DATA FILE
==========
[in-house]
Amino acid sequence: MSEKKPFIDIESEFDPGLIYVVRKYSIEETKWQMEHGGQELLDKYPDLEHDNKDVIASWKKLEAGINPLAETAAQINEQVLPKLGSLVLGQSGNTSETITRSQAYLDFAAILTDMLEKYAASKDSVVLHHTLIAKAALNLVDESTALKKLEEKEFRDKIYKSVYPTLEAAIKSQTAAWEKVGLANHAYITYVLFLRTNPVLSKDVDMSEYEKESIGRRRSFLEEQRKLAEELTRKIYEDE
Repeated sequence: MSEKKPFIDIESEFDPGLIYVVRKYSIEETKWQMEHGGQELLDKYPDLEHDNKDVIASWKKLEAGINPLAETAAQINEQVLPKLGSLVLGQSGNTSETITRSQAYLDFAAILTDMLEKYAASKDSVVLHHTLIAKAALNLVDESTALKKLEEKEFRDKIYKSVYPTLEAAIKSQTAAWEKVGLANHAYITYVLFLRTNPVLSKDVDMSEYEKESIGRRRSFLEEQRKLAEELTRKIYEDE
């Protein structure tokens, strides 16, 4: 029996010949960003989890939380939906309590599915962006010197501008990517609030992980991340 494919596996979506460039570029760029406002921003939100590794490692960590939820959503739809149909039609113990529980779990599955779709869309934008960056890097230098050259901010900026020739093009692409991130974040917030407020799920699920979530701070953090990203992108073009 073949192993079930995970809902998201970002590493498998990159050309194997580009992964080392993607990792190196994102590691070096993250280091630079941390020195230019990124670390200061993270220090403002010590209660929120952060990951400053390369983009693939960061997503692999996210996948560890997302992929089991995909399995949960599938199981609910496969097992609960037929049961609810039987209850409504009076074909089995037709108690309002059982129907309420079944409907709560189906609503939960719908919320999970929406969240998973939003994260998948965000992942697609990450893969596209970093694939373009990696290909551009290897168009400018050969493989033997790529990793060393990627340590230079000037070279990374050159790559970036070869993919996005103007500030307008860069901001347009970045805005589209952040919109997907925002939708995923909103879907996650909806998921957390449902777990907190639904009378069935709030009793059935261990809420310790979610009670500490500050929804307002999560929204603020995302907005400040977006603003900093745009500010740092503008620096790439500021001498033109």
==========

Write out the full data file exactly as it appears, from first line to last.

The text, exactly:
[in-house]
Amino acid sequence: MSEKKPFIDIESEFDPGLIYVVRKYSIEETKWQMEHGGQELLDKYPDLEHDNKDVIASWKKLEAGINPLAETAAQINEQVLPKLGSLVLGQSGNTSETITRSQAYLDFAAILTDMLEKYAASKDSVVLHHTLIAKAALNLVDESTALKKLEEKEFRDKIYKSVYPTLEAAIKSQTAAWEKVGLANHAYITYVLFLRTNPVLSKDVDMSEYEKESIGRRRSFLEEQRKLAEELTRKIYEDE
Repeated sequence: MSEKKPFIDIESEFDPGLIYVVRKYSIEETKWQMEHGGQELLDKYPDLEHDNKDVIASWKKLEAGINPLAETAAQINEQVLPKLGSLVLGQSGNTSETITRSQAYLDFAAILTDMLEKYAASKDSVVLHHTLIAKAALNLVDESTALKKLEEKEFRDKIYKSVYPTLEAAIKSQTAAWEKVGLANHAYITYVLFLRTNPVLSKDVDMSEYEKESIGRRRSFLEEQRKLAEELTRKIYEDE
């Protein structure tokens, strides 16, 4: 029996010949960003989890939380939906309590599915962006010197501008990517609030992980991340 494919596996979506460039570029760029406002921003939100590794490692960590939820959503739809149909039609113990529980779990599955779709869309934008960056890097230098050259901010900026020739093009692409991130974040917030407020799920699920979530701070953090990203992108073009 073949192993079930995970809902998201970002590493498998990159050309194997580009992964080392993607990792190196994102590691070096993250280091630079941390020195230019990124670390200061993270220090403002010590209660929120952060990951400053390369983009693939960061997503692999996210996948560890997302992929089991995909399995949960599938199981609910496969097992609960037929049961609810039987209850409504009076074909089995037709108690309002059982129907309420079944409907709560189906609503939960719908919320999970929406969240998973939003994260998948965000992942697609990450893969596209970093694939373009990696290909551009290897168009400018050969493989033997790529990793060393990627340590230079000037070279990374050159790559970036070869993919996005103007500030307008860069901001347009970045805005589209952040919109997907925002939708995923909103879907996650909806998921957390449902777990907190639904009378069935709030009793059935261990809420310790979610009670500490500050929804307002999560929204603020995302907005400040977006603003900093745009500010740092503008620096790439500021001498033109």